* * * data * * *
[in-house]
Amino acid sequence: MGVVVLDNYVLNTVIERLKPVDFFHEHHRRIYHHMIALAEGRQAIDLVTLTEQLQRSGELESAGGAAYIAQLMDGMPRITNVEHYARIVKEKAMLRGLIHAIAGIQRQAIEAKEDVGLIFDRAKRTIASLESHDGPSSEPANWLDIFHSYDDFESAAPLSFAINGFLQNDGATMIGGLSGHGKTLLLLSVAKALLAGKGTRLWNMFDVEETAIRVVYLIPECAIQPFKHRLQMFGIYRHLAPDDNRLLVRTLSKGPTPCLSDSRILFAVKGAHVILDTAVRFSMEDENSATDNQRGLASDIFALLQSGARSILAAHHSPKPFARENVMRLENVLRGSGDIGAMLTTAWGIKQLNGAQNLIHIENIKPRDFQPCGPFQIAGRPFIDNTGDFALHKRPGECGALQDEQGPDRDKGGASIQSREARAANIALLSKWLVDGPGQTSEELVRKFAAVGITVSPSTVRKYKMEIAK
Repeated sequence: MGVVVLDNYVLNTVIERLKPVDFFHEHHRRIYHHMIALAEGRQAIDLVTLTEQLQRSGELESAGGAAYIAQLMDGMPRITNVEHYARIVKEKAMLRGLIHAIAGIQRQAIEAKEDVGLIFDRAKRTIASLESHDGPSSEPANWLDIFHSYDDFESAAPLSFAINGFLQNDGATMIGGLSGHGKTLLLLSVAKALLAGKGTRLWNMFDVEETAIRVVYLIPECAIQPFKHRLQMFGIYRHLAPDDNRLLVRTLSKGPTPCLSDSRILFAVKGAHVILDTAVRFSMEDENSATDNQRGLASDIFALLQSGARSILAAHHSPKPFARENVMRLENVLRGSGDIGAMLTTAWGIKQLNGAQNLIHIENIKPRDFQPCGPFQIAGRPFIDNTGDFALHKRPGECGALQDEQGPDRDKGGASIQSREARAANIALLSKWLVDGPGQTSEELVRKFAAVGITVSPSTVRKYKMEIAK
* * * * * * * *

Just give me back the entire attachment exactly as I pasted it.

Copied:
[in-house]
Amino acid sequence: MGVVVLDNYVLNTVIERLKPVDFFHEHHRRIYHHMIALAEGRQAIDLVTLTEQLQRSGELESAGGAAYIAQLMDGMPRITNVEHYARIVKEKAMLRGLIHAIAGIQRQAIEAKEDVGLIFDRAKRTIASLESHDGPSSEPANWLDIFHSYDDFESAAPLSFAINGFLQNDGATMIGGLSGHGKTLLLLSVAKALLAGKGTRLWNMFDVEETAIRVVYLIPECAIQPFKHRLQMFGIYRHLAPDDNRLLVRTLSKGPTPCLSDSRILFAVKGAHVILDTAVRFSMEDENSATDNQRGLASDIFALLQSGARSILAAHHSPKPFARENVMRLENVLRGSGDIGAMLTTAWGIKQLNGAQNLIHIENIKPRDFQPCGPFQIAGRPFIDNTGDFALHKRPGECGALQDEQGPDRDKGGASIQSREARAANIALLSKWLVDGPGQTSEELVRKFAAVGITVSPSTVRKYKMEIAK
Repeated sequence: MGVVVLDNYVLNTVIERLKPVDFFHEHHRRIYHHMIALAEGRQAIDLVTLTEQLQRSGELESAGGAAYIAQLMDGMPRITNVEHYARIVKEKAMLRGLIHAIAGIQRQAIEAKEDVGLIFDRAKRTIASLESHDGPSSEPANWLDIFHSYDDFESAAPLSFAINGFLQNDGATMIGGLSGHGKTLLLLSVAKALLAGKGTRLWNMFDVEETAIRVVYLIPECAIQPFKHRLQMFGIYRHLAPDDNRLLVRTLSKGPTPCLSDSRILFAVKGAHVILDTAVRFSMEDENSATDNQRGLASDIFALLQSGARSILAAHHSPKPFARENVMRLENVLRGSGDIGAMLTTAWGIKQLNGAQNLIHIENIKPRDFQPCGPFQIAGRPFIDNTGDFALHKRPGECGALQDEQGPDRDKGGASIQSREARAANIALLSKWLVDGPGQTSEELVRKFAAVGITVSPSTVRKYKMEIAK